At first glance, a non-surfing trip to Maui doesn’t seem like it would offer a ton of adventure. You’re surrounded by the newlywed and nearly dead, the island appears to be totally tourism-based, and many people go there to stagnate on the beach.
But then, there’s Haleakala. The massive ~10,000 ft volcano dominates the island, and to my delight, it ensures there’s plenty of adventure for land enthusiasts. These are my top favourite adventures thanks to this amazing volcano…
Exploring waterfalls fed by Haleakala
I thought we had mighty waterfalls in Squamish, but the waterfalls in the southeast and eastern side of Maui were insane. With water flowing 10,000 feet from the top of Haleakala, there are tons of waterfall adventures. One day, we hiked along the Pipiwai Trail at the base of Haleakala, which was beautiful. Taking the questionable advice of another hiker to venture off-trail, we scrambled up a waterfall’s lower pools, and a few minutes later we found ourselves staring up at a private, 300-ft waterfall in the middle of nowhere. (Note this can be super dangerous, due to rocks falling from the waterfall, and sudden flash floods.)
We got super close to the waterfall base for about 30 seconds before beelining back to safety, fearful of watermelon-sized rocks falling from the falls or from the canyon surrounding us. Still, those 30 seconds were incredible. Looking at Strava’s global heatmap off the island’s south/east Hana Road, you can tell there are tons of crazy hikes like this that only a few people do, swim-hiking up waterfall pools. I stayed up late one night reading tons of crazy stories, as these type of hikes often result in rescues, injuries and deaths because flash floods are so sudden, with the water flow from Haleakala at 10,000 ft. suddenly changing. Definitely a lot more adventure than I expected!
Driving the back road to Hana
The Road to Hana is already infamously windy, blind, and rollercoastery. Most people take the northern route from Pa’ia Town, then return the same way they came. If you look though, you can take this interesting back road, on the south side of Haleakala through Kaupo. On the maps they give you at rental car companies, there’s a big asterisk on that section of the road with font in red which says “Do not come between these points. Driving on unauthorized roads violates rental car contracts.” This of course only made us more curious. If they’re telling tourists not to go there, doesn’t that mean it will be way less busy, and more fun? We did some research, checked that there were no landslides or other highway warnings, and decided to go for it.
The road was beautiful, taking us pretty high on the side of Haleakala from Kula, and then back down to sea level near Kaupo, where the road precariously curved around cliffs right next to the ocean. As promised, many corners were totally blind, and in between those, uncut grasses and hills caused stretches of total blindness. We honked the horn sometimes, but thankfully it wasn’t busy, and generally the other drivers were being cautious and chill. It was so fun, like being on a rollercoaster ride. At one point, there was a pullout in the middle of a giant U-shaped curve in the road, which happened to be a black sand beach with a waterfall in the middle. It felt like total paradise. Since this section of the road is often un-advised in many blogs online, it was way less busy than the main road to Hana. Not for everyone, but if you’re up for an adventurous drive, it was tons of fun.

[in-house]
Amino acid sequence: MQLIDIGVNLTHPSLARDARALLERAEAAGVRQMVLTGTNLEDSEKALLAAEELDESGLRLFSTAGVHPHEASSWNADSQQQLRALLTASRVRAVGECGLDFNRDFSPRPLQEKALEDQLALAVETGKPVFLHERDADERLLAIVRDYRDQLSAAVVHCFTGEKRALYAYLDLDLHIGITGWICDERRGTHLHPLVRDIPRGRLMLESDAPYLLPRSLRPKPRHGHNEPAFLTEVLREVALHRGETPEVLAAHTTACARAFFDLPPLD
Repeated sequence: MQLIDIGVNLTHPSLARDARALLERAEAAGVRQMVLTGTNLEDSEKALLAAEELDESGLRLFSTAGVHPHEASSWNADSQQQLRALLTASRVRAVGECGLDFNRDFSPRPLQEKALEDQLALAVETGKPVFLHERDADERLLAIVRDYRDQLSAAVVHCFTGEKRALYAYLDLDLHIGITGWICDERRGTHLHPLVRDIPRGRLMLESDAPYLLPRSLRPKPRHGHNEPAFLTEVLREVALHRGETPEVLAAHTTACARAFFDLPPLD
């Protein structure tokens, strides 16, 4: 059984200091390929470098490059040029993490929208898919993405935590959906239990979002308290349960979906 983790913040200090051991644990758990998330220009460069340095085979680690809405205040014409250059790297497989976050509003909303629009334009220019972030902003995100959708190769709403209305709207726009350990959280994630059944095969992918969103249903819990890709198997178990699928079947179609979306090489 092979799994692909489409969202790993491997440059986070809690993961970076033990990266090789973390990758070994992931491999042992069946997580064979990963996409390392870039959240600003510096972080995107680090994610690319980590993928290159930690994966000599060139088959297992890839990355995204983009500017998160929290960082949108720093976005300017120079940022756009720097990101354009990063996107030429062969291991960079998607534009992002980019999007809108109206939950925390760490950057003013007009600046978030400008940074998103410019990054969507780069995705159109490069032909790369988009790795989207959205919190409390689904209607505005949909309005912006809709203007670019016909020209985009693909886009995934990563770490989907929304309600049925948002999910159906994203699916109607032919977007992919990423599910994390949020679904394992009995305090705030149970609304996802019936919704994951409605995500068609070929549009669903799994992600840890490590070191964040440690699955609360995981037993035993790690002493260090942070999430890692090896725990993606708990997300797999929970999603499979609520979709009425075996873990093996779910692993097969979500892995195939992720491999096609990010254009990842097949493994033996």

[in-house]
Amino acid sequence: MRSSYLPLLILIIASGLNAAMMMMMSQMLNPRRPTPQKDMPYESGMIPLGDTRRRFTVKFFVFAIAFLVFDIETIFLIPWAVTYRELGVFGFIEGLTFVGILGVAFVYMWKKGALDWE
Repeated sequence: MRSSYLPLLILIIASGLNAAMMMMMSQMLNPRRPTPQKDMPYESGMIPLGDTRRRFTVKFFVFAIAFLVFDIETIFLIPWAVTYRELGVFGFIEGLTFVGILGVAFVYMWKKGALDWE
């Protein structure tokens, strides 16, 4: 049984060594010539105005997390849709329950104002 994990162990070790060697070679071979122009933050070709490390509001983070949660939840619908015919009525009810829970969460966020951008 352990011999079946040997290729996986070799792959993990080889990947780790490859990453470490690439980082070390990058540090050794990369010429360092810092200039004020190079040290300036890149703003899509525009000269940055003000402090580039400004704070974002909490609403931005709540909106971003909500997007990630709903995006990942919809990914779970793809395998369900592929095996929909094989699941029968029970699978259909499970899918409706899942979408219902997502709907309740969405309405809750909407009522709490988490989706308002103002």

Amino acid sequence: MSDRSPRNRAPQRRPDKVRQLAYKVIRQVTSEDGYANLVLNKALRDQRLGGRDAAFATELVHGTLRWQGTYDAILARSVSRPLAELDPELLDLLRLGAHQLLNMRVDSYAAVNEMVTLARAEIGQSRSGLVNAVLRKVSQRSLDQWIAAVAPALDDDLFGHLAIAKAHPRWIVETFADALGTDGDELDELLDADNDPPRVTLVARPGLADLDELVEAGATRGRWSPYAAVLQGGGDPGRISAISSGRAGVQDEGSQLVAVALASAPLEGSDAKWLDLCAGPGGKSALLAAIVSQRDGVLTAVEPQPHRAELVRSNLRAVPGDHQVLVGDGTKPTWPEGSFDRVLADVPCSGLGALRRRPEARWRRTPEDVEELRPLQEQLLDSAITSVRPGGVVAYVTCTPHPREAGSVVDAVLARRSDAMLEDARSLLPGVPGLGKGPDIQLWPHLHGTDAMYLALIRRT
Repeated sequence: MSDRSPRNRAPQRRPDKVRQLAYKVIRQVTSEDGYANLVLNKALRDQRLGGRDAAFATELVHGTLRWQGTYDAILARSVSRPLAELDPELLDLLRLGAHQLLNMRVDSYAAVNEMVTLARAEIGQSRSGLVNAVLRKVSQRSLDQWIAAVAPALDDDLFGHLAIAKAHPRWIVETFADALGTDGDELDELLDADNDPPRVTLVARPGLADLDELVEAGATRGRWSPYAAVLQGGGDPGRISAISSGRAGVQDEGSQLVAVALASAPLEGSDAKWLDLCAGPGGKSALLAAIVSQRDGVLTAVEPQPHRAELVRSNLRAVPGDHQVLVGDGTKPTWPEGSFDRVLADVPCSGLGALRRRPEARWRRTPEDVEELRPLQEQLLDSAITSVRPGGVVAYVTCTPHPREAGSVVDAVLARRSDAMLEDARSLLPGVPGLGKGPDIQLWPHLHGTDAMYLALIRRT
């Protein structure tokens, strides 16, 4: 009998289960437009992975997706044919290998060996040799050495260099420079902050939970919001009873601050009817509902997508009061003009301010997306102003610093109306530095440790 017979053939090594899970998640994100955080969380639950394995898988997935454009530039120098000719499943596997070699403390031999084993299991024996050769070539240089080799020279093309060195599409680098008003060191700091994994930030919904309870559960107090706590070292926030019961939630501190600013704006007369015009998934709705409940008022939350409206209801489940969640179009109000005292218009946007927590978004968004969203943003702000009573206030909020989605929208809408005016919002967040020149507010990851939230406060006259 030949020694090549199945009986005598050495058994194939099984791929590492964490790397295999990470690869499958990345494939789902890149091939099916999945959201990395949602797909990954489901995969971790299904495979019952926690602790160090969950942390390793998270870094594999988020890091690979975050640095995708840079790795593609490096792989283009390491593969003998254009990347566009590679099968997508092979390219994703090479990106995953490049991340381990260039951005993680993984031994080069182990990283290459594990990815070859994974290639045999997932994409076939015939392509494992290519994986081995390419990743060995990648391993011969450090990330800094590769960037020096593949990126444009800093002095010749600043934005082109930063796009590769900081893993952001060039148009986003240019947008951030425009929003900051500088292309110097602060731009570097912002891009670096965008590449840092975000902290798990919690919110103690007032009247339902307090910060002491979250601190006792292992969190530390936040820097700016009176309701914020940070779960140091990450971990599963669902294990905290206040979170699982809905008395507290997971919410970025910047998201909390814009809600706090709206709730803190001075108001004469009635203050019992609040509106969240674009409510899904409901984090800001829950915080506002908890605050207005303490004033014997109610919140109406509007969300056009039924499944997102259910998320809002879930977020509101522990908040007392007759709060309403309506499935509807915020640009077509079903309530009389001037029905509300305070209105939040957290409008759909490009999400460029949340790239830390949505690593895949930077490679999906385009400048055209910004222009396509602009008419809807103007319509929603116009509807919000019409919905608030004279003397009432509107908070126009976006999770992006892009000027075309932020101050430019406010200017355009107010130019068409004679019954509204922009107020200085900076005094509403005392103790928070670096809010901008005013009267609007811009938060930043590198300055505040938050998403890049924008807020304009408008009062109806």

Venturing into the Haleakala crater
Best of all adventures was the Haleakala crater. I got Julien to drop me off at the Halemauu Trailhead which is near 8,000 ft., and then he continued to meet me at the crater summit, which is just over 10,000 ft. From the Halemauu Trailhead, I ran along and then joined the Sliding Sands trail to the top, which made for a super-fun 11-mile trail run. Haleakala is a National Park, plus it’s on every Maui “must do on your trip” list, so I figured it would be busy. Boy was I surprised and delighted! I experienced miles of total wilderness!
Starting at the Halemauu Trailhead, the trail took me down a 400 meter cliff-lined descent down a winding rocky technical trail, which was super slick from the fog and winter rains. It was super fun and intense, and I really had to be cautious because of the combo of slick mud and cliffside. Was not expecting challenging terrain! It felt a bit like running down into the Grand Canyon from the South Rim, it was that special.
From there, the trail traversed a grassy arid area near this beautifully remote-feeling Hōlua Cabin. After the first 3k, I didn’t see a soul! The trail eventually led me deeper and deeper into the crater, with giant sand mountains rising in the misty fog in gray, black and red. Being totally alone in there with the atmosphere of the dark, foggy rain, it felt extremely wild and desolate. It sort of felt like the sand-mountains could suddenly slide and bury me, or that the fog could intensify and cause a whiteout-type situation. It made me feel so small and vulnerable, which was exactly the experience I was craving. I felt excited, like I wanted to run to safety. The run ended in a punishing mostly-runnable climb of about 950 meters at altitude, topping out at the summit close to 10,000 ft. That was tough! I would definitely do that run again, it’s one of my favourites I’ve ever done.
Next trip, I definitely want to do the same route again, and I also want to try the longer adventure from sea level, up the Kaupo Trail and into the crater. (To get there, it means we get to drive part of the back road to Hana again!)
These adventures surprised me, showing me that there’s a ton of true wilderness to be found and explored in Maui. I can’t wait until the next trip!